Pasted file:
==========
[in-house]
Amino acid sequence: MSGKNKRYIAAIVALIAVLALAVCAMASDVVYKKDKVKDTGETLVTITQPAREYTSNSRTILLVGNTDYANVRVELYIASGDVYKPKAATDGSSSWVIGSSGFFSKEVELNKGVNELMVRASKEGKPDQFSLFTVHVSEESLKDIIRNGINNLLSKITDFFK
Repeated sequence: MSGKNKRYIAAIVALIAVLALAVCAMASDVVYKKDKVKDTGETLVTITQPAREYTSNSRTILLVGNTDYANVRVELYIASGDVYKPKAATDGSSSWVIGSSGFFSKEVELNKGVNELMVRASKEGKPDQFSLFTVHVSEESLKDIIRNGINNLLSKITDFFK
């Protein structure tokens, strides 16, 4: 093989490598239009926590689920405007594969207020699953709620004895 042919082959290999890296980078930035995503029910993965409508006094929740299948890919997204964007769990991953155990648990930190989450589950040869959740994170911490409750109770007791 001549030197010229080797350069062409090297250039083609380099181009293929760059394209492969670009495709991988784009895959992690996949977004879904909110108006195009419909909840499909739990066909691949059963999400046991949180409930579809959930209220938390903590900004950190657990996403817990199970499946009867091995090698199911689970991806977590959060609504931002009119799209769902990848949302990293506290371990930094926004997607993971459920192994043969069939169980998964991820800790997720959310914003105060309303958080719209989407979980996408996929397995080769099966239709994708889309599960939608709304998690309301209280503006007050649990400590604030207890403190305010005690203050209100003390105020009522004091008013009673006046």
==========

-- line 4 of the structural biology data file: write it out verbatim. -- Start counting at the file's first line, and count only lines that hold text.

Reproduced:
């Protein structure tokens, strides 16, 4: 093989490598239009926590689920405007594969207020699953709620004895 042919082959290999890296980078930035995503029910993965409508006094929740299948890919997204964007769990991953155990648990930190989450589950040869959740994170911490409750109770007791 001549030197010229080797350069062409090297250039083609380099181009293929760059394209492969670009495709991988784009895959992690996949977004879904909110108006195009419909909840499909739990066909691949059963999400046991949180409930579809959930209220938390903590900004950190657990996403817990199970499946009867091995090698199911689970991806977590959060609504931002009119799209769902990848949302990293506290371990930094926004997607993971459920192994043969069939169980998964991820800790997720959310914003105060309303958080719209989407979980996408996929397995080769099966239709994708889309599960939608709304998690309301209280503006007050649990400590604030207890403190305010005690203050209100003390105020009522004091008013009673006046």